The Brewers pulled one out today against the Mets, 11-9, in back-and-forth game where both teams made incredible comebacks. Randy Wolf, who was seemingly cruising early on and being backed by multiple home runs, ran into trouble in the seventh, and the bullpen failed to pick him up. Wolf went 6 1/3 innings while giving up five runs on eight hits. He walked one and struck out three. But, the story of the day was the offense.

The Brewers jumped on Mets starter (and ex-Brewers) Chris Capuano in the first inning, when Ryan Braun hit a two-run homer to give the Brewers an early lead. The Mets answered in the bottom of the inning on Jason Bay’s RBI single, but the would be the only tally against Wolf until the seventh.

In the third inning, Prince Fielder crushed a three-run shot off Capuano to extend the Brewers lead to 5-1. The Brewers also got two runs in the sixth on Yuniesky Betancourt’s two-run homer to extend the lead even more. At that point, with the way Wolf was pitching, I thought the game was over. But I was wrong. By a long shot.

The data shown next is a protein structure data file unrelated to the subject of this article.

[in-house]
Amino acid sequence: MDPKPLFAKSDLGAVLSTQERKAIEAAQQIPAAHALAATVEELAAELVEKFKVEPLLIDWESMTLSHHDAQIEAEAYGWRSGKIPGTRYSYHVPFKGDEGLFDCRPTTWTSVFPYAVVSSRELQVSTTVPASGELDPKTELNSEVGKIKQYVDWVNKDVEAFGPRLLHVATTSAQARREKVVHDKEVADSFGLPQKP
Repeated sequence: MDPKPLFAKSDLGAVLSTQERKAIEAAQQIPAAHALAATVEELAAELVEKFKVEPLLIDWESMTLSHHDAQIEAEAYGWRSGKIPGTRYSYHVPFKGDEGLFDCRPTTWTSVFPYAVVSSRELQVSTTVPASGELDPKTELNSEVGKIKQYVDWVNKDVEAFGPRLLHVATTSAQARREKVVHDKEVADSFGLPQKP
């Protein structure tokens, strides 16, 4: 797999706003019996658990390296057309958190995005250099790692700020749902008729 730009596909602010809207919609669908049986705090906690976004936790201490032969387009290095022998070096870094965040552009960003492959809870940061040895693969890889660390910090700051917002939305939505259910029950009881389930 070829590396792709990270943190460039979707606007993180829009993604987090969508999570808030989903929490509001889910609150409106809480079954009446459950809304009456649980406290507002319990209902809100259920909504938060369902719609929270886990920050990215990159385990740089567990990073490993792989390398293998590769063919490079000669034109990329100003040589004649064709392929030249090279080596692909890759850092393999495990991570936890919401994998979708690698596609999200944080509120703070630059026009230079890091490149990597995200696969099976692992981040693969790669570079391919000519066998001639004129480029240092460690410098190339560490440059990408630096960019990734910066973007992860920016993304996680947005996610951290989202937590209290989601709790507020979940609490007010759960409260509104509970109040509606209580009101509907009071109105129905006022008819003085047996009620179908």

The Mets suddenly stormed back in the seventh with a five-run inning. Wolf was removed after giving up two runs in the inning and was replaced by Takashi Saito, but he couldn’t hold down the Mets, either. The lead was cut to 7-6 for the Brewers.

But that wasn’t the end of the Mets incredible rally. Ex-Met Francisco Rodriguez came in to pitch the eighth, and wasn’t exactly given a warm welcome back to Citi Field. But it wasn’t his fault, either. With a guy on first, Josh Thole hit a line drive to center fielder Jerry Hairston. Hairston horribly misjudged the ball, and it bounced off his glove. Thole was given a double for some reason, and the game was tied, 7-7. Then, Angel Pagan, who shouldn’t have even been batting, hit a two-run shot off K-Rod to give the Mets a 9-7 lead.

But, the Brewers, who’ve done a great job of finding ways to win lately, weren’t done yet.

Jason Isringhausen was on for the save, but he struggled with his command right out of the gate. He walked the first two batters, Jonathan Lucroy and Nyjer Morgan, before giving up a single to Corey Hart to load up the bases. Isringhausen would then walk pinch-hitter Mark Kotsay to cut the Brewers deficit to 9-8.

And that would be it for Isringhausen. He left the game without retiring a batter, handing the ball over to Manny Acosta. At least Acosta is able to say he retired a batter.

After inducing a Braun flyout, Acosta gave up a game-tying single to Fielder. Casey McGehee then followed with a go-ahead, two-run single to give the Brewers an 11-9 lead. John Axford would record the save in the bottom of the inning for his 34th consecutive save.